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Intensive Care Med. 2000;26 Suppl 1:S38-44.

Antibiotic prophylaxis in intensive care units: meta-analyses versus clinical practice.

Author information

Italian Cochrane Centre, Mario Negri Institute, Milan, Italy.



At least 7 meta-analyses (MA) have been published since 1991 on the effectiveness of antibiotic prophylaxis in Intensive care units (ICU) patients, but controversy still remains about the overall effectiveness and risk-benefits profile of the treatment. This paper aims to summarise available data on effectiveness and discuss reasons why the controversy is still open and possible directions for future research.


Review of available published MA on the effectiveness of various regimens of antibiotic prophylaxis with particular emphasis on the results of the individual patient data analysis published in 1998.


MA or randomised control trials (RCTs), published and unpublished, conducted anywhere in the world.


Unselected adult ICU populations included in studies, published and unpublished, comparing different forms of antibiotic prophylaxis.


Respiratory tract infections (RTIs) - however defined in individual studies - and total mortality.


General information from the 7 MAs published between 1991 and 1999 and detailed information from the MA published in the British Medical Journal in 1998 that reported data on 5727 patients enrolled in 33 RCTs; access to individual patients data could be obtained from 25 of 33 RCTs and allowed a confirmatory individual patient MA on 4343 patients.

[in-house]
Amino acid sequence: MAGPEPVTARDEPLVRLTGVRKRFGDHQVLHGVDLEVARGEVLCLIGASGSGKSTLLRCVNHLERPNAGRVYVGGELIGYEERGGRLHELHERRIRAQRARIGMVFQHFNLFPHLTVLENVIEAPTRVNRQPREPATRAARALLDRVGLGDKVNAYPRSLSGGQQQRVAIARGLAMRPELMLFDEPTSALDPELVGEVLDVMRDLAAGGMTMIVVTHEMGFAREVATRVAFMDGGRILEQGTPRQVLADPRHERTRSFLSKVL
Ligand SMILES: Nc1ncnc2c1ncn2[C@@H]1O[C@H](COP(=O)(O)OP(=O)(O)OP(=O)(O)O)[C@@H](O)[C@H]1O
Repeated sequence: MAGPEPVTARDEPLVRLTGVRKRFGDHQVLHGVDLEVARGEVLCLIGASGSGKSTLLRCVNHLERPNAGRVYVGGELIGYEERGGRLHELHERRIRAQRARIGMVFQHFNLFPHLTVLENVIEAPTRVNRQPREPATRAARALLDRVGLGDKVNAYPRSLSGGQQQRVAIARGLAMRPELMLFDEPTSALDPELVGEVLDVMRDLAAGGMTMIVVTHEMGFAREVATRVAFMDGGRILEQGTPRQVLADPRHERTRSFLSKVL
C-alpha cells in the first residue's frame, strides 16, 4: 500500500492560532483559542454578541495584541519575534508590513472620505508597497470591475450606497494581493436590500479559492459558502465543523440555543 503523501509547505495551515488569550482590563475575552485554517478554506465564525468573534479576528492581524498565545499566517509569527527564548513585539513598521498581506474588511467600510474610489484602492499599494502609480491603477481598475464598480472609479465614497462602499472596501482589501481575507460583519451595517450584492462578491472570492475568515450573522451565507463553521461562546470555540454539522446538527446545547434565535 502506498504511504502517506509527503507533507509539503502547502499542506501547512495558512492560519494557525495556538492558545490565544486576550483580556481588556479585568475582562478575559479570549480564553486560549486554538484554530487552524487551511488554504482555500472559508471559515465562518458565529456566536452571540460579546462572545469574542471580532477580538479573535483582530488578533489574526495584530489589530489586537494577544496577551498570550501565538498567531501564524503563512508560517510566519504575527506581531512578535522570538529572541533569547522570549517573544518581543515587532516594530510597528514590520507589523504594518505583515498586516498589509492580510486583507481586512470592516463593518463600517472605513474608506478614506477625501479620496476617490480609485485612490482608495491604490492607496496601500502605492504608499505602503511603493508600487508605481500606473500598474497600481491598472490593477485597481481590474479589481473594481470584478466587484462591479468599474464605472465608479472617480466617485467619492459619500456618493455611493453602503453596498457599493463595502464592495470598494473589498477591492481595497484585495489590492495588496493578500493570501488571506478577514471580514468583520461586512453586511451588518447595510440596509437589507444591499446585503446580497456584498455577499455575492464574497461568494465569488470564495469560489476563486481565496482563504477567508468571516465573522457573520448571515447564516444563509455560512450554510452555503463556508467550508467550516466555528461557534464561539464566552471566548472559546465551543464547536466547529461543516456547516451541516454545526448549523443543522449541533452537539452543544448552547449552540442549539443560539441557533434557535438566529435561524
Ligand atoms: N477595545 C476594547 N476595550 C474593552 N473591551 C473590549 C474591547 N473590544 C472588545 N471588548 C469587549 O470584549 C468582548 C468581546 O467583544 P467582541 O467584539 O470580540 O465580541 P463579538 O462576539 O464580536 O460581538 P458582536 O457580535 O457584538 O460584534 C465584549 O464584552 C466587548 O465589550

Pooled estimates from 16 RCTs (including 3361 patients) testing the effect of the topical and systemic antibiotic combination indicates a significant reduction of both RTIs (OR=0.35, 95% CI=0.29-0.41) and total mortality (OR=0.80, 95% CI=0.69-0.93). Five and 23 patients need to be treated to prevent one infection and one death, respectively, using this treatment. Pooled data from the 17 RCTs (including 2366 patients) testing the effect of a regimen based on topical antimicrobials indicated a statistically significant reduction in RTIs (OR=0.57, 95% CI=0.46-0.69) but not in total mortality (OR=1.01; 95% CI=0.84-1.22). Individual patient data analyses confirmed these results.


After over 30 RCTs and seven MAs, there is strong evidence that antibiotic prophylaxis can reduce both RTIs and total mortality in ICUs patients in a statistically and clinically significant way. Concerns about the possible occurrence of antimicrobial resistance are not supported by available data but cannot, at the same time, be ruled out due to methodologic inadequacies of the studies carried out so far. Whether new trials are needed, and how they should be designed to answer the question of the potential for antibiotic resistance following widespread use of the treatment, are now the main issues to be settled. Convening an international panel of clinical experts and methodologists could be appropriate, in order to explore the best way to resolve the controversy that seems to be preventing the widespread use of a treatment that the best analysis of available data now indicates is effective.

[Indexed for MEDLINE]

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